+ The aliases of George Santos…(John Miller would be impressed.)
George Anthony Devolder
George A.D. Santos A
George Anthony Santos-Devolder
Kitara Ravache (See below)
NEW: I just spoke by phone with Eula Rochard, a Brazilian drag queen who was friends with George Santos when he lived near Rio. She said everyone knew him as Anthony (*never* George), or by his drag name, Kitara, and confirms this photo is from a 2008 drag show at Icaraí Beach. pic.twitter.com/1MeeDR1O2O
— Marisa Kabas (@MarisaKabas) January 18, 2023
+ Trump’s deposition in the E. Jean Carroll defamation suit is a case study in Freudian psycho-pathology…
Q. The point of saying “She’s not my type” is to persuade people that you didn’t rape her because she wasn’t attractive enough; correct?
A. When I say she’s not my type, I say she is not a woman I would ever be attracted to. There is just no reason for me to be attracted to her. I just…it’s not even meant to be an insult. There’s no way I would ever be attracted to her. Now, some people would be attracted to her perhaps. I would never be attracted to her. So in addition to the fact that it never happened, never could happen…so I say it’s politically incorrect to say essentially she’s not my type on top of everything else.
Later Trump is handed a photo of an NBC event in 1987, showing Trump, his then wife Ivana and journalist John Johnson. Lawyer Roberta Kaplan points at the figure of a blonde-haired woman near them. “Do you know who that is?”
Trump: “It’s Marla.”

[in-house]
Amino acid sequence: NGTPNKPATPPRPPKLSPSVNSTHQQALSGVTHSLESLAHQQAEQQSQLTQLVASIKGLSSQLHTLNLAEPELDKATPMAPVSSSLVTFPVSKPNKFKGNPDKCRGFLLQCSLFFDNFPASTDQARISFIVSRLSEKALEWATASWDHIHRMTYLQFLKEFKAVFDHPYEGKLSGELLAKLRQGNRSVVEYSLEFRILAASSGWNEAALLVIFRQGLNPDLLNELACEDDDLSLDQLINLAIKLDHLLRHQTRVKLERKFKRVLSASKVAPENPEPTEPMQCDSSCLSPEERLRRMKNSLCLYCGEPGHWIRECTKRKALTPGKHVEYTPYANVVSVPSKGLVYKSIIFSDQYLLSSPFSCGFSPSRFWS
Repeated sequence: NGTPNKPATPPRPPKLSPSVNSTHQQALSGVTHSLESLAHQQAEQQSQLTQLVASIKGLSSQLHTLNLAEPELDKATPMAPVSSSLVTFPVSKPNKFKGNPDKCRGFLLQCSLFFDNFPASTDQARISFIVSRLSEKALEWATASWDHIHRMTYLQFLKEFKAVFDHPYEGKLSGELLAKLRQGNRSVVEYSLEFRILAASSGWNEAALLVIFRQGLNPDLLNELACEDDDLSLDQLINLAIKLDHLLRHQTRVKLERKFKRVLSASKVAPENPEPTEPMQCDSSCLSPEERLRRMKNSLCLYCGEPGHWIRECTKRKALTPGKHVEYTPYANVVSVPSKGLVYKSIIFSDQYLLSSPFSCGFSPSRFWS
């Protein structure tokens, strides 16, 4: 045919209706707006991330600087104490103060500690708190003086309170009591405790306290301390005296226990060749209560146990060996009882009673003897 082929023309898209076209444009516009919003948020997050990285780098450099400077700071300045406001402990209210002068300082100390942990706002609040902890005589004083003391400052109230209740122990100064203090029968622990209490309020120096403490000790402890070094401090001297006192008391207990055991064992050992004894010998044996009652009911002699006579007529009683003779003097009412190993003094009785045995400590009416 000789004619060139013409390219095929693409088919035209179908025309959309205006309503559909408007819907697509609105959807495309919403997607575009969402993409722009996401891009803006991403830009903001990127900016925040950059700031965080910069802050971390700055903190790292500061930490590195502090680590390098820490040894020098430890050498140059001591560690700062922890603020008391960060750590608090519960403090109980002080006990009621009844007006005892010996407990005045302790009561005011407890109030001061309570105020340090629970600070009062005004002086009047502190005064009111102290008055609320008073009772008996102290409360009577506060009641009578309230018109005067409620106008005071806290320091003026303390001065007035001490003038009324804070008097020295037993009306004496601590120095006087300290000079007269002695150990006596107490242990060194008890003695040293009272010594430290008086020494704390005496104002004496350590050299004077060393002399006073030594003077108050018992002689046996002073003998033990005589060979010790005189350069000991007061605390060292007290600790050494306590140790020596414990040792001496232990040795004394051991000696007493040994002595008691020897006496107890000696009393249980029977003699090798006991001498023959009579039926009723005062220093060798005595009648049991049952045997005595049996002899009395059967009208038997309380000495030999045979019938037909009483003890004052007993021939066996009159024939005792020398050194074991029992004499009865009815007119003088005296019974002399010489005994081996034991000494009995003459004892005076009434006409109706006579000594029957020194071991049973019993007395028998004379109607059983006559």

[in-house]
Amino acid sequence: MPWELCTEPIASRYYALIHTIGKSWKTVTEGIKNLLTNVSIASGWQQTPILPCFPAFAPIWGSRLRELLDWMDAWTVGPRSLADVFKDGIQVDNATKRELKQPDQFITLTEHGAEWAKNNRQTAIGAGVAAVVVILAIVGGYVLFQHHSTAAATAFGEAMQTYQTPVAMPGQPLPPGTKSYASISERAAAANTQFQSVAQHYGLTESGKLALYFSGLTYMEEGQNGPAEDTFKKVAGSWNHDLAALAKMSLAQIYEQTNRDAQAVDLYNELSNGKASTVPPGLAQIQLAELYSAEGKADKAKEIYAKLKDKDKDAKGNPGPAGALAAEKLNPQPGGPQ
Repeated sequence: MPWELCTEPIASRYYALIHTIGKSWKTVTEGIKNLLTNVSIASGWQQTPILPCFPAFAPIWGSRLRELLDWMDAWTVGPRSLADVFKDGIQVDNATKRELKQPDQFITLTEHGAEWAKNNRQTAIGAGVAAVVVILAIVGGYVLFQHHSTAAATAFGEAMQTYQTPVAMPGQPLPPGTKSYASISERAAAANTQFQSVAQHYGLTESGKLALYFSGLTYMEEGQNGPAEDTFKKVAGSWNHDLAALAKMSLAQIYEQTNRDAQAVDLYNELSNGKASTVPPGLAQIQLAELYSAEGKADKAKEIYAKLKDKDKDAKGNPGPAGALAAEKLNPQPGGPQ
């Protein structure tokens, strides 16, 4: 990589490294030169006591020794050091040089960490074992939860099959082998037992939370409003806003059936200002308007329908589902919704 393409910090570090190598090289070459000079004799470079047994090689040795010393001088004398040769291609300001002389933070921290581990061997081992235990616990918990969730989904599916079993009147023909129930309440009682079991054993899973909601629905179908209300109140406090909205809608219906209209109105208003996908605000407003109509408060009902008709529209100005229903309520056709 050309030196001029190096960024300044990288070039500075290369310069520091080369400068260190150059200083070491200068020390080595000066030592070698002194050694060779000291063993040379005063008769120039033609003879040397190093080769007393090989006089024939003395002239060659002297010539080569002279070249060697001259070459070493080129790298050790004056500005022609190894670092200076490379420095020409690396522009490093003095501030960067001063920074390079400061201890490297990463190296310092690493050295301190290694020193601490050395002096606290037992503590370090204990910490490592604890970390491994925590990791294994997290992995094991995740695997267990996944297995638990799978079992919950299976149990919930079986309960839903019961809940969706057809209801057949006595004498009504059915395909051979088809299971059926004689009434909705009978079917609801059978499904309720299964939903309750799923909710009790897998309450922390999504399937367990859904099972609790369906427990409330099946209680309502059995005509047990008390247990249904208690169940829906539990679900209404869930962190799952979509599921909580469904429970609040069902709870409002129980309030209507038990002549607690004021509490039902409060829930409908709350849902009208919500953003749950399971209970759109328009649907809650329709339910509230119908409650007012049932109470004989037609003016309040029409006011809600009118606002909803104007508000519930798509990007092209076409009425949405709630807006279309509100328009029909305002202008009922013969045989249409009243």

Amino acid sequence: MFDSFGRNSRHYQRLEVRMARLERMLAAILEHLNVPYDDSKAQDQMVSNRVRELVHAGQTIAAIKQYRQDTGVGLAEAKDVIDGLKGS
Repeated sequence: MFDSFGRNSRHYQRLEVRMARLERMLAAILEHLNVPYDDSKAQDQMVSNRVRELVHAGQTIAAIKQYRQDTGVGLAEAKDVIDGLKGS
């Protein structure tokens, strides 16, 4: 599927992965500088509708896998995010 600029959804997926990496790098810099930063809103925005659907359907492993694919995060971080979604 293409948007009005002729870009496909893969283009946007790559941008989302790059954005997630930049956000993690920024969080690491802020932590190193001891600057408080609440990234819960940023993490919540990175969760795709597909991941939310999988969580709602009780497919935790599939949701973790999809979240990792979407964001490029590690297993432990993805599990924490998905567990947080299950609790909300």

Kaplan: “You’re saying Marla is in this photo?”
Trump: “That’s Marla, yeah. That’s my wife.”
Sensing disaster, Trump’s lawyer Alina Habba interrupts, “No, that’s Carroll.”
Trump: “Oh, I see.”
Kaplan: “The person you just pointed to was E. Jean Carroll.”
Habba repeats to Trump, “That’s Carroll.”
Trump: “That’s Carroll?”
+ In one of the government surveillance programs in recent history, the state of Arizona worked with the Dept. of Homeland Security to create a nationwide surveillance program to track Americans’ personal money transfers. The scheme to collect records of millions of money transfers sent to or from Arizona, California, New Mexico, Texas, and Mexico was first exposed last year by Oregon Senator Ron Wyden. But a trove of new documents unearthed by the ACLU show Arizona has sent over 140 illegal subpoenas to money transfer companies compelling them to turn over their customers’ private financial data, which is then put into a huge database. As of 2021, this database contained over 145 MILLION records of transactions. More than, 700 law enforcement entities had access to this database, from small sheriff’s offices to the Los Angeles and New York police departments, to federal law enforcement agencies and military police units.